The Manipuri traditional costume is quite geography-specific and the Phanek is an integral part of the same. It is largely worn by the women of the Meitei tribe. Mostly handwoven in either silk or cotton and made only with stripes or block colours, the Phanek is usually worn as a partial sari with a blouse, accompanied by an upper cloth. The ones used for casual-wear are block-coloured, frequently in bright colours, while the ones suited for formal occasions, known as Mayek Naibi, are often striped. Considered to be the local equivalent of a sarong, the Phanek can be worn by women of all age groups – on an everyday basis for older women and on special occasions for the younger ones. The motifs on the borders are created using the classic extra weft technique or sometimes it is simply embroidered on the garment. The motifs vary from tribe to tribe. Each tribe has a unique style of border that helps to distinguish one from the other. Each pattern comes with a legend attached to it and transforms into intricate weaving.
The Phanek for Meitei women is a matter of pride. There are stories of these women spending their days and nights on the loom to earn a couple of extra bucks just so they can educate their sons and daughters! These tribal textiles are woven on a loin-loom that is a kind of back-strap loom used by natives of the hilly terrain. Despite the convenience of the fly-shuttle loom, the loin loom is used because it provides a reasonable width and ease of access. The process is simplistic and adapted for a domestic loom where the warp is set to an adequate length and tied to the waist of the weaver with a cloth or a leather belt, and the prepared weft is fastened to a wall. Weaving is a basic skill for a woman of the tribe to possess and the loom is also a part of what she takes to her in-laws’ place after marriage. A lot of times it is practised for personal use by women while for commercial purposes, Phanek weaving is done by men.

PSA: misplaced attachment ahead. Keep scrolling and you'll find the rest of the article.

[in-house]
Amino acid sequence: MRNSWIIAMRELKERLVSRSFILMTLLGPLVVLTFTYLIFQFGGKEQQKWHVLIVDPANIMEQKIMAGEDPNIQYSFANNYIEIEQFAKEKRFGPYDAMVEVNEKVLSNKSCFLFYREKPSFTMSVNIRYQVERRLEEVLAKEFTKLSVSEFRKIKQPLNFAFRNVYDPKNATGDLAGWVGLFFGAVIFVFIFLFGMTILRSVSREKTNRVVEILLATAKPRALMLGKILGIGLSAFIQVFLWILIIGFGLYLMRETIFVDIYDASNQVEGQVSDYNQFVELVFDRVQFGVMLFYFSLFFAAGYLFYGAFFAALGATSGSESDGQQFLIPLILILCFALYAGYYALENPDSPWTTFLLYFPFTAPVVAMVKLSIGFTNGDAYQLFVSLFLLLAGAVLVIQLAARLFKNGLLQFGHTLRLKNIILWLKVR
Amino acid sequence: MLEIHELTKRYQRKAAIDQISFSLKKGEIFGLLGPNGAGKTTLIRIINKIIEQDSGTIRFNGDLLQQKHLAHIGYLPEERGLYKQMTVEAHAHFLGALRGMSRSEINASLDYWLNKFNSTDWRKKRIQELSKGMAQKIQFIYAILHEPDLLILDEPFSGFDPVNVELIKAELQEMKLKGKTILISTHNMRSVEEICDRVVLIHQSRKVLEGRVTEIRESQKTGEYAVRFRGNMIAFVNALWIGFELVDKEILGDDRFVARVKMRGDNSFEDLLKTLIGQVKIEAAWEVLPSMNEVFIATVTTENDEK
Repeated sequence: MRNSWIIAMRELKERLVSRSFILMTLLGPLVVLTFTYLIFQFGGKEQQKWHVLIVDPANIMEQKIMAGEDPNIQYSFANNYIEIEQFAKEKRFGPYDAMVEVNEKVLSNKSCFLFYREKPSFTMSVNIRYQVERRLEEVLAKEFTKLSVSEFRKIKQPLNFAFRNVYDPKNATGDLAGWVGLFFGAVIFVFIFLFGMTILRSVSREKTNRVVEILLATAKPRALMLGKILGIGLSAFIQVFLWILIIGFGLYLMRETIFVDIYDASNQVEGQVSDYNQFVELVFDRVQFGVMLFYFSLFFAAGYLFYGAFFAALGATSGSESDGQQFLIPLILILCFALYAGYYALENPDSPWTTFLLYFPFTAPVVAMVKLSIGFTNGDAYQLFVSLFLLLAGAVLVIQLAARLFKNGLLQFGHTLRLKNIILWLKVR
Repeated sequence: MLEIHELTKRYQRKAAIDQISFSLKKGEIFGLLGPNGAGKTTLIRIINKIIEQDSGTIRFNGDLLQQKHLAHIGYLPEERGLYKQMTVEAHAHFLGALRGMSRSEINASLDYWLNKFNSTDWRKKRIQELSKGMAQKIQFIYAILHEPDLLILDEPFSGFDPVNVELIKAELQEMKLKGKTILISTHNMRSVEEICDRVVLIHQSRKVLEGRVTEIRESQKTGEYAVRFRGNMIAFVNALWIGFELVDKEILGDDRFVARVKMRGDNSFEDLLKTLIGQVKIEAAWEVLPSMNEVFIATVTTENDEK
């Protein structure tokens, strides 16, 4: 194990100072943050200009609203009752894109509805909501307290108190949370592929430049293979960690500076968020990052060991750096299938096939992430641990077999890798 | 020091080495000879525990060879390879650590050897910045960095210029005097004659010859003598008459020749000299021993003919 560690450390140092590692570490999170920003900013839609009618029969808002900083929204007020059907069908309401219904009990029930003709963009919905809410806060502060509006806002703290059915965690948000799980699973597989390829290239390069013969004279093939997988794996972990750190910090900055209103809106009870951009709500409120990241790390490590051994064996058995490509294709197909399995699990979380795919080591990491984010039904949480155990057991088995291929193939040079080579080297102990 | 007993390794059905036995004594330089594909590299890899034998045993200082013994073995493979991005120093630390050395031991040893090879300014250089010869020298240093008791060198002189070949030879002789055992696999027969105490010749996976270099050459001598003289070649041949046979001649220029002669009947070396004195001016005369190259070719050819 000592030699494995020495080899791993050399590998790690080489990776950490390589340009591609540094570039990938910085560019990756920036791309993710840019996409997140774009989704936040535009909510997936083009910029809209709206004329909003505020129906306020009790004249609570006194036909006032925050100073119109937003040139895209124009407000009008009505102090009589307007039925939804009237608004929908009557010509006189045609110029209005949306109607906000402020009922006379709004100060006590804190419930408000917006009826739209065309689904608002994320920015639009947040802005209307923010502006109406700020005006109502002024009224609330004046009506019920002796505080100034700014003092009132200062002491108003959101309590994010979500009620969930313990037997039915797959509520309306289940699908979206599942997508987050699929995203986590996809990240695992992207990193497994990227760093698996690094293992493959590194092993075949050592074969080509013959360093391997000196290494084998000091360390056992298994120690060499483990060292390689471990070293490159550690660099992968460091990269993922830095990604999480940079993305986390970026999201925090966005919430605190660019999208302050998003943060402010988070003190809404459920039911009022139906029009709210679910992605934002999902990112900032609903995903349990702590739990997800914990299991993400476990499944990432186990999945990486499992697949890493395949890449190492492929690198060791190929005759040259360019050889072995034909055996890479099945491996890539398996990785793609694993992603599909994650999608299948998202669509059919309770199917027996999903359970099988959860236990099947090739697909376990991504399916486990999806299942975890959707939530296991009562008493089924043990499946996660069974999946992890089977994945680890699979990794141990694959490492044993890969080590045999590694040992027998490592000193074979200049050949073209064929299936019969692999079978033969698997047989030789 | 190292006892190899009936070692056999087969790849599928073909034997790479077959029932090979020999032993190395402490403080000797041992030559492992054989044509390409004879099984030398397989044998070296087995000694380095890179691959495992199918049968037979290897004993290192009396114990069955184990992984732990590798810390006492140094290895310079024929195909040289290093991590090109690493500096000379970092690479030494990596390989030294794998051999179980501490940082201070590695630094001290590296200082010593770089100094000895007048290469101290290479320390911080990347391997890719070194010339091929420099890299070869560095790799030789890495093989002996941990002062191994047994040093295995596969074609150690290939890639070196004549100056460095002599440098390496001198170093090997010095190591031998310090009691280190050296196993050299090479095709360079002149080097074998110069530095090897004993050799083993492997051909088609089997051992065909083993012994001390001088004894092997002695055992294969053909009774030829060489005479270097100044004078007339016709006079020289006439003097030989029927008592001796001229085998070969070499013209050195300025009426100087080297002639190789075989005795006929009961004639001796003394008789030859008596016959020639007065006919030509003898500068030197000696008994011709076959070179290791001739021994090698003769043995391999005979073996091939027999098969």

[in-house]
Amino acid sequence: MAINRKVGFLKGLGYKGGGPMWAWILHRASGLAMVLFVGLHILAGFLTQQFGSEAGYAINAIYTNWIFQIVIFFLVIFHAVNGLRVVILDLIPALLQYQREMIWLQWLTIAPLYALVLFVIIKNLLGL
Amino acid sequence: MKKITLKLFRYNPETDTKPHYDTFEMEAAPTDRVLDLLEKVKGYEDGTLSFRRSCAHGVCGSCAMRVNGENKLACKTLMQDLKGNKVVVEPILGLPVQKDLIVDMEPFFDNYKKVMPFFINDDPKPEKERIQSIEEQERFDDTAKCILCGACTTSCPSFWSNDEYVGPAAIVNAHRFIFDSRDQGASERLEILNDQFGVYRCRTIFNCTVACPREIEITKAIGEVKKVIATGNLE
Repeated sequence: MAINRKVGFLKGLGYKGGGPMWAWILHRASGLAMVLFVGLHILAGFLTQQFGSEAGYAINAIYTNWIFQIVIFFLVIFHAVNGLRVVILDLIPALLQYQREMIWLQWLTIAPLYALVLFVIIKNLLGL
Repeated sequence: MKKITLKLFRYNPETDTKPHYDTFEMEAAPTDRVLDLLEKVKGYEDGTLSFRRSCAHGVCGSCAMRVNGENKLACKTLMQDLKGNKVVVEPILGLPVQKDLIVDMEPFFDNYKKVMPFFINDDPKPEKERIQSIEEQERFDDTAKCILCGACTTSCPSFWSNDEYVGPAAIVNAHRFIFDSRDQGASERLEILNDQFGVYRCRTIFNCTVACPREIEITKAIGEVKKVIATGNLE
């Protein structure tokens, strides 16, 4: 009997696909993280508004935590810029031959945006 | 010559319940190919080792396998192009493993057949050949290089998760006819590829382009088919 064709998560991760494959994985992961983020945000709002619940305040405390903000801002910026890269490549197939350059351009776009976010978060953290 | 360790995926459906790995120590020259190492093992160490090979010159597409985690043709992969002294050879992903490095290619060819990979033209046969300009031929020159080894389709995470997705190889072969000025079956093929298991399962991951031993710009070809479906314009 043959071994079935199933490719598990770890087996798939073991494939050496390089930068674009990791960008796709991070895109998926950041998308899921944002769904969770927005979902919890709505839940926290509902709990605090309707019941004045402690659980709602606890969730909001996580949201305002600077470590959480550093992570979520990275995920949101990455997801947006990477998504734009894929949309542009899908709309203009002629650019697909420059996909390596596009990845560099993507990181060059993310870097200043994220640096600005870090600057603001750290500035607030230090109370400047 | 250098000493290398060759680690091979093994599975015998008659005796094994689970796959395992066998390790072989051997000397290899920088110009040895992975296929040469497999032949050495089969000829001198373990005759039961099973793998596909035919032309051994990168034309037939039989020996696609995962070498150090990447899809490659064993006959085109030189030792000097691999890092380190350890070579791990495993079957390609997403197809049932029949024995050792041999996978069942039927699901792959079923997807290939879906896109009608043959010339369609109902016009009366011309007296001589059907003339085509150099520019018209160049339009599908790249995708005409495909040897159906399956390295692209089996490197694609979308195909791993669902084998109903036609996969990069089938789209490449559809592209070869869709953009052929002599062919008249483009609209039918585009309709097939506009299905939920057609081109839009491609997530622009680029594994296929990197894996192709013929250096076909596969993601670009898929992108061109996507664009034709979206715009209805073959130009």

To the Manipuri women, the Phanek is not just a garment but also a symbol of power. It is observed that during protests, the women wear their Phanek as it brings out their valor. It is a reflection of their hardworking nature and simplicity.
Due to globalisation and a more open culture, there is a decline in the demand for these traditional tribal weaves. A lot of the artisans are drifting away from the craft and there is a sudden drop in the number of looms. As a revival strategy, the Phanek weaves are being incorporated into modern clothing like shirts, scarves, stoles and waist coats to be used by younger generations.